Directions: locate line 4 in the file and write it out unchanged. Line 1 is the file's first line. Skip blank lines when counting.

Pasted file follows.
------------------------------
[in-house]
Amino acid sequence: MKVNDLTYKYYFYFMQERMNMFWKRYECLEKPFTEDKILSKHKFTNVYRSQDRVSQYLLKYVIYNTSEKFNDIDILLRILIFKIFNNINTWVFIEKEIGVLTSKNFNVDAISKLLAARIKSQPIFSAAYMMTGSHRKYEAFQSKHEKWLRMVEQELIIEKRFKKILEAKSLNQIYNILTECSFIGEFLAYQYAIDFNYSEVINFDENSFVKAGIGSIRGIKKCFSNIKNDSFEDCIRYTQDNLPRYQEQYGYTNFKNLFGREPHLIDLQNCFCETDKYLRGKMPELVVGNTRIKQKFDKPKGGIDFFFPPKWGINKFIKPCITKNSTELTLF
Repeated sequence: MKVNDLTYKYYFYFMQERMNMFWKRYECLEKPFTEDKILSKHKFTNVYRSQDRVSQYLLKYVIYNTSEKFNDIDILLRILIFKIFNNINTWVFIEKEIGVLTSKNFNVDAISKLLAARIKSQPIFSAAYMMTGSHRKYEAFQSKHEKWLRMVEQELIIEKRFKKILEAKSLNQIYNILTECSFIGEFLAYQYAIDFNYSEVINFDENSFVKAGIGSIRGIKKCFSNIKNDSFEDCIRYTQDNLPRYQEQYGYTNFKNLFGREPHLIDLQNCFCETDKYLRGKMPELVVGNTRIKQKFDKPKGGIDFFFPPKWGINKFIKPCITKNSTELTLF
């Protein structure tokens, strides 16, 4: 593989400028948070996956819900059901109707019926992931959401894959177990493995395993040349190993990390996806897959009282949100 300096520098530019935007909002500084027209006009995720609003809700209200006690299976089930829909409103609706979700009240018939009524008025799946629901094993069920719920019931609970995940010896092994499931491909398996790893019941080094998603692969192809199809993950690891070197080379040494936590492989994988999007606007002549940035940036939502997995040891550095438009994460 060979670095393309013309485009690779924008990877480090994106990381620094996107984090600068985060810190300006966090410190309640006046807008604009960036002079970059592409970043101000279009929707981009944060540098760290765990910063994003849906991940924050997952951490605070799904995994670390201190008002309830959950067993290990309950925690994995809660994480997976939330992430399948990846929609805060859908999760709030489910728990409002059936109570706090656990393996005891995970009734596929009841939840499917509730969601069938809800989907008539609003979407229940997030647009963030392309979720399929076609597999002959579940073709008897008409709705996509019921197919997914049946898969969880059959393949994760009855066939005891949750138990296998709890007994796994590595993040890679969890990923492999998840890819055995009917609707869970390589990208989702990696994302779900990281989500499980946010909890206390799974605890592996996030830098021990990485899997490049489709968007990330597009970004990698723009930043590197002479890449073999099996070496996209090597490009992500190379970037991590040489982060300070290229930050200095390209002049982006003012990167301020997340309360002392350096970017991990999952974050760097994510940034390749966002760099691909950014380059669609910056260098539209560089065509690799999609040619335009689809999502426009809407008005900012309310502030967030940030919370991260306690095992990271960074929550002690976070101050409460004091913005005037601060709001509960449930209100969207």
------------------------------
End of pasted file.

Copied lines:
């Protein structure tokens, strides 16, 4: 593989400028948070996956819900059901109707019926992931959401894959177990493995395993040349190993990390996806897959009282949100 300096520098530019935007909002500084027209006009995720609003809700209200006690299976089930829909409103609706979700009240018939009524008025799946629901094993069920719920019931609970995940010896092994499931491909398996790893019941080094998603692969192809199809993950690891070197080379040494936590492989994988999007606007002549940035940036939502997995040891550095438009994460 060979670095393309013309485009690779924008990877480090994106990381620094996107984090600068985060810190300006966090410190309640006046807008604009960036002079970059592409970043101000279009929707981009944060540098760290765990910063994003849906991940924050997952951490605070799904995994670390201190008002309830959950067993290990309950925690994995809660994480997976939330992430399948990846929609805060859908999760709030489910728990409002059936109570706090656990393996005891995970009734596929009841939840499917509730969601069938809800989907008539609003979407229940997030647009963030392309979720399929076609597999002959579940073709008897008409709705996509019921197919997914049946898969969880059959393949994760009855066939005891949750138990296998709890007994796994590595993040890679969890990923492999998840890819055995009917609707869970390589990208989702990696994302779900990281989500499980946010909890206390799974605890592996996030830098021990990485899997490049489709968007990330597009970004990698723009930043590197002479890449073999099996070496996209090597490009992500190379970037991590040489982060300070290229930050200095390209002049982006003012990167301020997340309360002392350096970017991990999952974050760097994510940034390749966002760099691909950014380059669609910056260098539209560089065509690799999609040619335009689809999502426009809407008005900012309310502030967030940030919370991260306690095992990271960074929550002690976070101050409460004091913005005037601060709001509960449930209100969207």